Friday, December 29, 2006

Police: youths pointed airsoft air guns at man

Two 15-year-old boys from Sheboygan were arrested Wednesday night after a man said they pointed handguns at him on Sheboygan’s south side.

According to a Sheboygan Police Department press release, the man was in his car near King Park at the east end of Broadway Avenue and South Seventh Street at 8:20 p.m. when four teens approached the vehicle. Two of the youths pulled realistic-looking handguns from their pockets and pointed them at the man, who got out of his car and ran away, the press release said.

A Sheboygan police officer located the teens several blocks away and arrested them at gunpoint. Two Airsoft handguns, which are similar to a real Sig Sauer handgun, were located in a nearby trashcan.

Two of the teens were referred to juvenile authorities for charges of disorderly conduct and released to their parents. Two other teens, ages 15 and 16, were released and will not face charges.

Tuesday, December 26, 2006

To celebrate the Prince of Peace's birthday: a gun (airsoft gun)

It's no accident that one of our most cherished holiday movies is "A Christmas Story."

What's more quintessentially American, even on the Prince of Peace's birthday, than desperately wanting a gun.

In the film, set in the 1940s, little Ralphie Parker yearns for "an official Red Ryder, carbine action, 200-shot range model air rifle, with a compass in the stock and 'this thing,' which tells time." His petitions fail to convince mother, teacher or Santa, all of whom warn that he's gonna shoot his eye out.

They got it wrong.

What makes more sense, in George W. Bush's America, than giving a kid a gun for Christmas? If the President has his way, generations of future Americans will be patrolling Baghdad. They might as well know how to defend themselves from the people we're supposed to be helping.

According to the Professional Gun Retailers Association, some 200,000 guns will be given as gifts this Christmas season, and more than 100,000 of them will be youth-sized rifles and shotguns.

For those who can't convince their parents to arm them with the real thing, there's still a place on the Christmas list for paint ball or laser tag equipment. Or, even more fun, the popular new pellet guns that look satisfyingly like lethal weapons and are used to play airsoft, a military-style game that's been especially popular in Asia.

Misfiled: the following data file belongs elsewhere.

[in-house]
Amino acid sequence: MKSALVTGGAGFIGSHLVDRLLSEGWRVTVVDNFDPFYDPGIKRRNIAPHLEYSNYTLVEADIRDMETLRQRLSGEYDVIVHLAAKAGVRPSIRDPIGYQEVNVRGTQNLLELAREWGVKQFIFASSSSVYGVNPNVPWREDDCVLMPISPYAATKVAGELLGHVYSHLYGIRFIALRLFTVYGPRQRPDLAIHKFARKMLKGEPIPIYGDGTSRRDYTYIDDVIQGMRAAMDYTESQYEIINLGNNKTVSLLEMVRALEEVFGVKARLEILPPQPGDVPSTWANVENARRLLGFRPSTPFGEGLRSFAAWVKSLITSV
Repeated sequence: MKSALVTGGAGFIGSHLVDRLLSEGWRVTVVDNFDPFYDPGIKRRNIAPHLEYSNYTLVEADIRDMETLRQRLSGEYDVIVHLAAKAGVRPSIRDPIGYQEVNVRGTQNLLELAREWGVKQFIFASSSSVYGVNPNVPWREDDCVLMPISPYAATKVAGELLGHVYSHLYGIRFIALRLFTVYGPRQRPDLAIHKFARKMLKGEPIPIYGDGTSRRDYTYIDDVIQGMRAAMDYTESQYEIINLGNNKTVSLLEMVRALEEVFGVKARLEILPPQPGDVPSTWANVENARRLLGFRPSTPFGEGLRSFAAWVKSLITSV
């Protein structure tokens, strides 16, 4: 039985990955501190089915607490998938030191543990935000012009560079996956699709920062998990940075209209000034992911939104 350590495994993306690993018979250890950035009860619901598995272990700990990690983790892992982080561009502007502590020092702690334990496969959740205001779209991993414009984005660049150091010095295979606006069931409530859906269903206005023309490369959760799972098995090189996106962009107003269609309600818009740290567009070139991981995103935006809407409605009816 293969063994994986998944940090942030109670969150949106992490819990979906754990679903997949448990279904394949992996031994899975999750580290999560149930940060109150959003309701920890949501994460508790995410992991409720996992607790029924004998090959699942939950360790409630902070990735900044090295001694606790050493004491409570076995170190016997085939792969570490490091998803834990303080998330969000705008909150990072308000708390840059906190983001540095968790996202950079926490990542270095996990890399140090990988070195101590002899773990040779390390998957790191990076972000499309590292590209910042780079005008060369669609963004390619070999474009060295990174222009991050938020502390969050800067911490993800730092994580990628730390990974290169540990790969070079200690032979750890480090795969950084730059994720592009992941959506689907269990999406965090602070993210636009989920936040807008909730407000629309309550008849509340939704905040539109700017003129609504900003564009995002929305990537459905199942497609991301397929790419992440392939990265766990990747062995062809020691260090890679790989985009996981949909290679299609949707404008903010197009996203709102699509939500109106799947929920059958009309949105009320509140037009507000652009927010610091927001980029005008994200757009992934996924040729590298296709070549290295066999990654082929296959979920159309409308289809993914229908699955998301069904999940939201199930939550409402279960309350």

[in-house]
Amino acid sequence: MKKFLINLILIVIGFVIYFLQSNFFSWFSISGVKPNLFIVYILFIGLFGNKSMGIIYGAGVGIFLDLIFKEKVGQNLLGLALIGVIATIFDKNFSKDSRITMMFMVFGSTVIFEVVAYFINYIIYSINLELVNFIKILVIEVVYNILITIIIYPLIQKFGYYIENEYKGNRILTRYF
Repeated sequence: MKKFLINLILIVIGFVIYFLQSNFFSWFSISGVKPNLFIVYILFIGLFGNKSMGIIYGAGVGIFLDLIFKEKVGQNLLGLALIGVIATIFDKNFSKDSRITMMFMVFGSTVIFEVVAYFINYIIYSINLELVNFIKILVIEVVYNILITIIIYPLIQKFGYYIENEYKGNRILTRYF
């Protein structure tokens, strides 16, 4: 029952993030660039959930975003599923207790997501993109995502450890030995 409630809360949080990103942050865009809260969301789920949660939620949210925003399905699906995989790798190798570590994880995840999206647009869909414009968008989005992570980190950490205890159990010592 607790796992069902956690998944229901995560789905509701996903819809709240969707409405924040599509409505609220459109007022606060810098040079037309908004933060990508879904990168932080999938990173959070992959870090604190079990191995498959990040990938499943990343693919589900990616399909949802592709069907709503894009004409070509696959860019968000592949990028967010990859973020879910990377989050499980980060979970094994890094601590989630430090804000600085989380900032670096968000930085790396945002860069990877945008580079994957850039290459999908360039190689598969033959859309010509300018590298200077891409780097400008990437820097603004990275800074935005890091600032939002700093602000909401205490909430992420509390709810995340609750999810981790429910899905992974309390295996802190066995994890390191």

As the Associated Press reported last week, airsoft-type weapons "have gotten at least one teenager killed in Florida and have caused scares at schools around the country in recent months."

If those shepherds on the hillside near Bethlehem had been equipped with airsoft rifles instead of wooden crooks, they might have had less trouble keeping watch over their flocks by night.

Can't you just see them, kneeling at the manger, Kalashnikov replicas reverently at the ready and mock Glocks tucked into their rope belts?

The police, of course, are not so enthusiastic about kids, or anybody else, carrying around what look for all the world like real weapons, especially when the required bright orange tips identifying them as fakes have been removed or blackened.

"That was the case last January in Florida's Seminole County," reports Amy Forliti of The Associated Press, "where 15-year-old Christopher Penley was shot to death by a SWAT officer as Penley brandished an airsoft pistol at school. The muzzle of the 9mm lookalike had been painted black."

I know, I know. The whole anti-gun thing can be overdone. If you try to keep toy rifles out of the hands of children, they'll just jerk the handle from the toilet plunger or whatever else is handy and point it at you.

Goo-goos always go too far.

Consider the idiotic "zero-tolerance" policy against weapons at Portsmouth High School in Rhode Island. Based on it, the principal has refused to let Patrick Agin use the photo of himself in chain mail, holding a broadsword, as his senior portrait in the yearbook.

Patrick is a member of the Society for Creative Anachronism, which researches and recreates medieval history. The school would have let him run the Middle Ages glamour shot as a paid ad in the yearbook, but not in the senior snapshot section.